350 (living as if everything matters)

You may have seen references to the number "350" in recent months, in connection with concerns about climate change.  I've seen many of my "tweeple" (twitter contacts) who are involved in green issues and the good food movement talking about it, and finally checked it out.  

And here's the deal:  In a few short days, an organization by the same name (number?) will coordinate an international day of action, with almost 4,000 events currently planned in more than 160 countries, all around the world.

So what's all this about?  Nothing less than our common future.

One of the measurements used in calculating global warming and climate change is how much carbon dioxide (CO2) is in the atmosphere.  Right now, scientists have determined that there are 387 parts per million of carbon dioxide in the atmosphere.  Doesn't seem like much, right?  Well, they also have determined that the amount of carbon dioxide that allows for the maintenance of a liveable planet for humanity is 350 parts per million.  (More explanation here.)

Right.  So we're currently OVER the sustainable level.   What does that mean?  Well, it means that our climate is changing, ice caps are melting, weather is getting wilder, and droughts and floods are affecting the lives of people all over the globe.  It's already happening, now.  This is key:  many of the projections that scientists were making a few years ago have been blown out of the water--now, scientists think that the Arctic ice will melt completely in the summertime in just a few years (2011-2015) rather than 85 years from now as was projected just a couple years ago...

So are we just doomed?  Thankfully, no.  But we have to get the concentration of carbon dioxide moving in the other direction, and we have to start now.  We need to stop these current changes from taking on a life of their own, and if we don't get the levels down, the climate will change too much for us to be able to reverse.

350 describes it this way:  

We're like the patient that goes to the doctor and learns he's overweight, or his cholesterol is too high. He doesn't die immediately—but until he changes his lifestyle and gets back down to the safe zone, he's at more risk for heart attack or stroke. The planet is in its danger zone because we've poured too much carbon into the atmosphere, and we're starting to see signs of real trouble: melting ice caps, rapidly spreading drought. We need to scramble back as quickly as we can to safety.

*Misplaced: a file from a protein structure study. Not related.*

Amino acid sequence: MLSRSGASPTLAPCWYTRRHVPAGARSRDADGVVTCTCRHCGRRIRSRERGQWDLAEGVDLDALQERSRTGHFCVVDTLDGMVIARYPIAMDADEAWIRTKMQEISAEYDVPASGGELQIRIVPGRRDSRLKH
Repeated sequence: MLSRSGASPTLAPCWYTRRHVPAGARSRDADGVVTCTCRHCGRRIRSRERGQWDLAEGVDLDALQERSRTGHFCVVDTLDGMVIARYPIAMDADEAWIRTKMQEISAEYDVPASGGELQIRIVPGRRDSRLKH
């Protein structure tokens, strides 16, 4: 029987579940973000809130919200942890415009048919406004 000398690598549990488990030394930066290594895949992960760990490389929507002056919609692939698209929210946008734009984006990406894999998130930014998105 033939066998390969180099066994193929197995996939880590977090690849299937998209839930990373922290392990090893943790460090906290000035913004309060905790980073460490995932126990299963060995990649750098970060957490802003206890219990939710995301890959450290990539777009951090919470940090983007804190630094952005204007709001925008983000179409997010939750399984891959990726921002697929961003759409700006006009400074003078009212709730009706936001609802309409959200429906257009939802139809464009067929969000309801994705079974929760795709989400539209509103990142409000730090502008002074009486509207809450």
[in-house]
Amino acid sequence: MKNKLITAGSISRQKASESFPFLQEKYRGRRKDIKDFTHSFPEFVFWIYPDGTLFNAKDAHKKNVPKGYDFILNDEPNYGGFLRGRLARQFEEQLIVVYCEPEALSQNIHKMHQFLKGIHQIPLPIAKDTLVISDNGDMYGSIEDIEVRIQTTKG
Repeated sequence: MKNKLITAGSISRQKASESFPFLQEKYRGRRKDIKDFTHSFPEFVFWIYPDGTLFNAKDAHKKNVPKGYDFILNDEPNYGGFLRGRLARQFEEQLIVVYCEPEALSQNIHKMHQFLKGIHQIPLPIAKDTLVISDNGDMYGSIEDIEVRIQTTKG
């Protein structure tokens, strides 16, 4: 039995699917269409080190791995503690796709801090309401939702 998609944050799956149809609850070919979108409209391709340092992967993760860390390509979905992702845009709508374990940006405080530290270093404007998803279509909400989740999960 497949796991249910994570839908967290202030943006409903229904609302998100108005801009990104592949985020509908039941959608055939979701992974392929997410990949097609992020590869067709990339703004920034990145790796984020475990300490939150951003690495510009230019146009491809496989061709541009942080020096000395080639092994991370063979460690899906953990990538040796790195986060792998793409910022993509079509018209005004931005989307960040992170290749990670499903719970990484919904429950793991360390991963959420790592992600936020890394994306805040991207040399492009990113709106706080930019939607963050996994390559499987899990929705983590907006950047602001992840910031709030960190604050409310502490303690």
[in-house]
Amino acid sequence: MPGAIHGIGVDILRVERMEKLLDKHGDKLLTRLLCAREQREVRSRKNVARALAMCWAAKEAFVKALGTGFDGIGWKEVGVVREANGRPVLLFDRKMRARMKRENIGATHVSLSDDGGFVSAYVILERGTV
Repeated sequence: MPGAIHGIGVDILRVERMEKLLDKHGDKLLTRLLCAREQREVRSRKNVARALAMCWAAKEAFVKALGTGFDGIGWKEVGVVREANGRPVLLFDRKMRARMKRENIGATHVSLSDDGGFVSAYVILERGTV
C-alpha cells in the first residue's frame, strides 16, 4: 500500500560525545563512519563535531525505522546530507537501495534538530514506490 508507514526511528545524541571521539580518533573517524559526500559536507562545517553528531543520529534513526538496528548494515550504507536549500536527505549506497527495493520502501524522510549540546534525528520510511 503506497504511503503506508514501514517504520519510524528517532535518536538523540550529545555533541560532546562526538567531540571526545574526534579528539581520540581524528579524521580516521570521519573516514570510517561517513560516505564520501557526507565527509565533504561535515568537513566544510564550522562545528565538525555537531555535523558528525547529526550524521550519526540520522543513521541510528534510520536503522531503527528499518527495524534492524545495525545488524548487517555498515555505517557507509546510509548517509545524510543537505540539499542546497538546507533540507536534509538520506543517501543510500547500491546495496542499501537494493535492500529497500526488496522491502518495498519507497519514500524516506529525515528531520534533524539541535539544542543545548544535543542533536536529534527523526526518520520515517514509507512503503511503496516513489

If someone wants to argue that the economic costs are too high, or they don't believe the science, I don't know what else to say except that this world is too precious to gamble with.  I don't want to roll the dice and hope that the projections are wrong, do you?  (This You Tube video by Gary Craven goes over the logic of our various choices pretty clearly.)

So, what can you do?  

  • For starters, you can get involved on October 24th, by attending or organizing an event near you (find one here, organize and register your own here).  The goal of these events is to bring attention to this issue, to raise awareness, and to pressure our politicians to act.  There's lots of info, ideas, organizing plans, and resources on the website.
  • If you want to make concrete changes to reduce your personal carbon impact, try out this carbon calculator and find ways to reduce your output.

  • Take a look at the example of "No Impact Man," a guy in Brooklyn, NY who decided to see what it took to lead a zero-emission life.  We don't all have to go that far, but we can take a few small steps and have a big impact--which is why he started the No Impact Project, providing concrete, doable actions that we can all take.  A movie about his experience just came out--learn more about it, here.

It's easy to get overwhelmed by the scale of the problems we face...but, then, what's the alternative?  Sitting back and just flipping the channel?

One of the first times I came to visit the farm, I caught sight of a sentence highlighted on their brochure, which spoke to me so deeply I could hardly think about anything else for weeks:

Let us live as if everything matters.

Because it does.

And that's the truth of it.  I think we know it deep inside when we let ourselves grasp the enormity of the situation.  We were entrusted with an amazing gift, this tiny, unique, bluegreen orb out there in the vastness of the universe, our only home...and how we live here matters.